The mainstream explanation is of course that women were oppressed while men were not, and therefore the need for feminism was pressing and the need for masculism was non-existent. I believe that explanation to be both simplistic and incorrect, since it is obvious that men too had a constricted gender role and very little real freedom.

I can see five important reasons as to why feminism arose first, and why men’s voices have been more or less completely absent from the gender debate:

1. The Female Value Sphere

Due to the very different gender roles of men and women throughout history, men’s and women’s value spheres have evolved very differently. I won’t describe the male and female value sphere in any detail, but what’s interesting for our purposes is that the female value sphere includes focusing on rights, care, nurturing – and dare I say it: complaining. Women have always been responsible for making sure that enough resources are available to raise a baby, and to do that you need to focus on your rights and complain when your needs are not being met.

This means that while women may not have had any official positions in the public sphere at the time that feminism arose, they were used to complaining when they weren’t happy about their situation. And to start a movement that protests against a perceived injustice, you need to be ready to complain.

2. Having Time To Analyze

In the 18th century, when feminism arose, upper and middle class women were the only group in society that had time to analyze their own situation, especially the ones with grown-up children or or no children at all. So the wealth created by men in the public sphere allowed women to start thinking beyond survival, while men were still preoccupied with performing and bringing in resources.

Similarly, in the 1960s, when feminism exploded into mainstream consciousness, the driving force was a large group of middle class women who had been well educated and also had a lot of free time to think about their own situation.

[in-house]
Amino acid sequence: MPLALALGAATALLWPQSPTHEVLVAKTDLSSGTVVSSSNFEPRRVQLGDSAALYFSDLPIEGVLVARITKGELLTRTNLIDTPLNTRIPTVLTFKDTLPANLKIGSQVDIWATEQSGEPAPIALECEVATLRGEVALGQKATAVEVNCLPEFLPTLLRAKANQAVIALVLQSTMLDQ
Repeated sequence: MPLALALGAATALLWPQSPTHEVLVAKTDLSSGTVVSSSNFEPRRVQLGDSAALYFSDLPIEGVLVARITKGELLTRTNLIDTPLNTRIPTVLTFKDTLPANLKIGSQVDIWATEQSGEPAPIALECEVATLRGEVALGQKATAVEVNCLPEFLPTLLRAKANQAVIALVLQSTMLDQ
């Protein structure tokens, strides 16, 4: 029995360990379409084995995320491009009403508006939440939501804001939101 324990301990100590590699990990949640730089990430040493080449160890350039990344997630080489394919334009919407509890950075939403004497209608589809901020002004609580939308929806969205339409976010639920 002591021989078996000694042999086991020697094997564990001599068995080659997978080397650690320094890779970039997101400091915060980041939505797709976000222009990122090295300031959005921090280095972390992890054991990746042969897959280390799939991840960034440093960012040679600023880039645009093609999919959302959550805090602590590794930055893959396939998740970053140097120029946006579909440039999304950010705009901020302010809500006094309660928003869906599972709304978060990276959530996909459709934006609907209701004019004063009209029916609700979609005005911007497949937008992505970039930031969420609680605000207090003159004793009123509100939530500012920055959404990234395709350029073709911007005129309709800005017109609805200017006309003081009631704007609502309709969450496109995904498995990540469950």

Having the time to think about one’s own situation, is obviously a prerequisite for becoming dissatisfied and wanting to implement change.

3. The Male Value Sphere

The male value sphere arose from men’s roles and responsibilities in the public sphere, and is thus very different from the female value sphere. The male value sphere focuses on getting things done and not complaining, preferably while being silent. These characteristics were essential to be efficient in the public sphere, especially when many men had to work together.

However, this means that men simply don’t have the instinct to complain, or to speak up about a perceived injustice. Men tend to know their place in the male hierarchy, and if they’re not happy about their personal circumstances, the solution has always been to work harder or work smarter, while complaining is generally seen as “unmanly” and as something that will expose one’s weakness.

4. In-Depth Analysis

The limitations of the male gender role are more subtle and covert than the limitations of the female gender role – and are thus harder to spot, unless our analysis is both wide and deep. Men have traditionally had access to money, which is something very tangible, as opposed to the more intangible social connections and social capital that women have access to. Men’s power in the public sphere has been visible, while women’s power in the private sphere has been invisible.